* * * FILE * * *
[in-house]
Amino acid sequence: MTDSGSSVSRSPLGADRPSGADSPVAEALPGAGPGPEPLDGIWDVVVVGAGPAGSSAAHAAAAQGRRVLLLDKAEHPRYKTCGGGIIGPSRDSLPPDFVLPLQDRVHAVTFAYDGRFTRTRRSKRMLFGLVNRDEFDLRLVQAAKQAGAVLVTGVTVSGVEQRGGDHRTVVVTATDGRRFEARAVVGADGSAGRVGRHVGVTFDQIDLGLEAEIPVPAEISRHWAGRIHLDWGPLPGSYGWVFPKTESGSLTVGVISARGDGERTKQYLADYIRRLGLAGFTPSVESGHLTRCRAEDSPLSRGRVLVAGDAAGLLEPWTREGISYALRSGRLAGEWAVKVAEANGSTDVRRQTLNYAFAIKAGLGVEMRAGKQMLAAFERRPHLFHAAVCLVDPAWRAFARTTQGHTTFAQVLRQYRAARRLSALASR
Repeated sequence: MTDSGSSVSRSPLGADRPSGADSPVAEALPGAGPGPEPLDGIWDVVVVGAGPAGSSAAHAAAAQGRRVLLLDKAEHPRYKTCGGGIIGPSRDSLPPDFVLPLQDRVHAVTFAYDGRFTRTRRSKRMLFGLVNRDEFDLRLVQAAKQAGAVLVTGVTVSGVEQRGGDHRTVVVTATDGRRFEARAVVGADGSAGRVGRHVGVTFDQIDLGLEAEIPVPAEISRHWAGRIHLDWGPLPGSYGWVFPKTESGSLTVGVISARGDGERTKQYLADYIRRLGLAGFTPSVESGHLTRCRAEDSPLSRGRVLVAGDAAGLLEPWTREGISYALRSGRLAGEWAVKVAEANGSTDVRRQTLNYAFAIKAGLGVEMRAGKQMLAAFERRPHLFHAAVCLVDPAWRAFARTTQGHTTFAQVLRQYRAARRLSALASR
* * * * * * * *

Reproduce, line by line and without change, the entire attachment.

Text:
[in-house]
Amino acid sequence: MTDSGSSVSRSPLGADRPSGADSPVAEALPGAGPGPEPLDGIWDVVVVGAGPAGSSAAHAAAAQGRRVLLLDKAEHPRYKTCGGGIIGPSRDSLPPDFVLPLQDRVHAVTFAYDGRFTRTRRSKRMLFGLVNRDEFDLRLVQAAKQAGAVLVTGVTVSGVEQRGGDHRTVVVTATDGRRFEARAVVGADGSAGRVGRHVGVTFDQIDLGLEAEIPVPAEISRHWAGRIHLDWGPLPGSYGWVFPKTESGSLTVGVISARGDGERTKQYLADYIRRLGLAGFTPSVESGHLTRCRAEDSPLSRGRVLVAGDAAGLLEPWTREGISYALRSGRLAGEWAVKVAEANGSTDVRRQTLNYAFAIKAGLGVEMRAGKQMLAAFERRPHLFHAAVCLVDPAWRAFARTTQGHTTFAQVLRQYRAARRLSALASR
Repeated sequence: MTDSGSSVSRSPLGADRPSGADSPVAEALPGAGPGPEPLDGIWDVVVVGAGPAGSSAAHAAAAQGRRVLLLDKAEHPRYKTCGGGIIGPSRDSLPPDFVLPLQDRVHAVTFAYDGRFTRTRRSKRMLFGLVNRDEFDLRLVQAAKQAGAVLVTGVTVSGVEQRGGDHRTVVVTATDGRRFEARAVVGADGSAGRVGRHVGVTFDQIDLGLEAEIPVPAEISRHWAGRIHLDWGPLPGSYGWVFPKTESGSLTVGVISARGDGERTKQYLADYIRRLGLAGFTPSVESGHLTRCRAEDSPLSRGRVLVAGDAAGLLEPWTREGISYALRSGRLAGEWAVKVAEANGSTDVRRQTLNYAFAIKAGLGVEMRAGKQMLAAFERRPHLFHAAVCLVDPAWRAFARTTQGHTTFAQVLRQYRAARRLSALASR